So you have essentially a T-connector for your microphone? That's not really a good idea, noise won't be the only issue here. You can try capacitive coupling, around 330n should be enough.

Offline Keoni29

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Re: Making a sound mixer
« Reply #23 on: April 22, 2015, 03:06:45 pm »
Thanks, I found another ground loop - either my laptop or my desktop sound card is designed badly: you can create a static noise on line out if they have a common mic on line in.
So you have essentially a T-connector for your microphone? That's not really a good idea, noise won't be the only issue here. You can try capacitive coupling, around 330n should be enough.
That only reduces any DC offset and other low frequency interference. The signal grounds should be isolated from the power supply's ground and most importantly from eachother.

Here is some more reading material:
http://books.google.nl/books?id=PvKPEFu2PVkC&pg=PA344&redir_esc=y#v=onepage&q&f=false

This differential input also rejects any common mode noise: Static noise introduced in the cable. Because the difference between the two signal wires is amplified any noise common to the wires is not amplified.
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Offline Vogtinator

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Re: Making a sound mixer
« Reply #24 on: April 23, 2015, 01:17:25 pm »
Thanks, I found another ground loop - either my laptop or my desktop sound card is designed badly: you can create a static noise on line out if they have a common mic on line in.
So you have essentially a T-connector for your microphone? That's not really a good idea, noise won't be the only issue here. You can try capacitive coupling, around 330n should be enough.
That only reduces any DC offset and other low frequency interference. The signal grounds should be isolated from the power supply's ground and most importantly from eachother.

Here is some more reading material:
http://books.google.nl/books?id=PvKPEFu2PVkC&pg=PA344&redir_esc=y#v=onepage&q&f=false

This differential input also rejects any common mode noise: Static noise introduced in the cable. Because the difference between the two signal wires is amplified any noise common to the wires is not amplified.

If you design it correctly, you won't need a differential signal for audio. Just make sure that not more than one device is earthed.
You definitely need to connet all signal grounds together, otherwise the shielding becomes useless and will in fact introduce even more noise.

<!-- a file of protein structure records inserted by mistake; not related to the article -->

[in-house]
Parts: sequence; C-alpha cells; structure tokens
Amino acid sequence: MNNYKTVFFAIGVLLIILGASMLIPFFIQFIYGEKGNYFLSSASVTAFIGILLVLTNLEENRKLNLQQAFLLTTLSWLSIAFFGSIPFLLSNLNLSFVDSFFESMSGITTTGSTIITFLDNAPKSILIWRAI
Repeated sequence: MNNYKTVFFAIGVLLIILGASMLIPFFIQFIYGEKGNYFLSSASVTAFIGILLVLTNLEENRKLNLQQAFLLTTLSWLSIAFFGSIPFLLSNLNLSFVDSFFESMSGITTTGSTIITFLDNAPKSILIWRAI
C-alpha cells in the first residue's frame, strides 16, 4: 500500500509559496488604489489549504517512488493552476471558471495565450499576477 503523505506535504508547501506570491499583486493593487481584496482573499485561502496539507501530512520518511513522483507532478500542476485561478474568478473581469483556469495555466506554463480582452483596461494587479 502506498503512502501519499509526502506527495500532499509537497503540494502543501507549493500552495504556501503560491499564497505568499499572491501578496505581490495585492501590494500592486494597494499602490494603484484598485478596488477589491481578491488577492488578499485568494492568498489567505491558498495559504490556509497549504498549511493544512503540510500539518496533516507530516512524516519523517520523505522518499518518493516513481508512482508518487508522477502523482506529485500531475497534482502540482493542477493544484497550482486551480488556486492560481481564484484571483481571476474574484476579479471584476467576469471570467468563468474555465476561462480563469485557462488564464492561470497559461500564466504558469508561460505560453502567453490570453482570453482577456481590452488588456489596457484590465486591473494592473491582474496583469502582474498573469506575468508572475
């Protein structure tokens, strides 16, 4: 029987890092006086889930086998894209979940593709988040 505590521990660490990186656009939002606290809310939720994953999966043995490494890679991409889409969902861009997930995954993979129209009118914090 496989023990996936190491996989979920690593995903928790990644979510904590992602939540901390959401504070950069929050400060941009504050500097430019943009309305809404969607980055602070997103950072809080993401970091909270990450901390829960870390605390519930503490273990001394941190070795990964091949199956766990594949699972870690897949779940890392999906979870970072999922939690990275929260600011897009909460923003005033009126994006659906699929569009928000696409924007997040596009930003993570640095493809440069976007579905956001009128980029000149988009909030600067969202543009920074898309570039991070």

The decoupling is needed to make sure that both input devices don't interfere with each other, to get the best signal out of it you'd even have to calculate some resistors in series with the caps for impedance matching (audio is normally about 200 or 400 Ohms).

Offline Keoni29

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Re: Making a sound mixer
« Reply #25 on: April 26, 2015, 03:41:14 am »
Shielding ground and signal ground are not the same thing. They are typically connected to eachother with an inductor, so the current is limited and high-frequency noise is rejected.
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Offline Sorunome

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Re: Making a sound mixer
« Reply #26 on: June 25, 2015, 12:57:33 pm »
PCB GOGOGO!!!


I know it looks like crap but it is my first PCB.

Also I just noticed that my 10K stereo potentiometers are freaking crap.......anyone know good ones to recommend?

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Offline Keoni29

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Re: Making a sound mixer
« Reply #27 on: June 25, 2015, 04:19:23 pm »
Congrats on soldering your first board!
This looks a lot better than our project group's preamplifier. That thing had long airwires going all over the place.
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Offline Sorunome

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Re: Making a sound mixer
« Reply #28 on: June 25, 2015, 04:24:58 pm »
Congrats on soldering your first board!
This looks a lot better than our project group's preamplifier. That thing had long airwires going all over the place.
Thanks! The back is even more messy, though :P

Edit: here it is!
« Last Edit: June 25, 2015, 05:06:08 pm by Sorunome »

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Offline Keoni29

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Re: Making a sound mixer
« Reply #29 on: June 25, 2015, 05:09:37 pm »
That's not bad for a first. You haven't seen my early work yet :P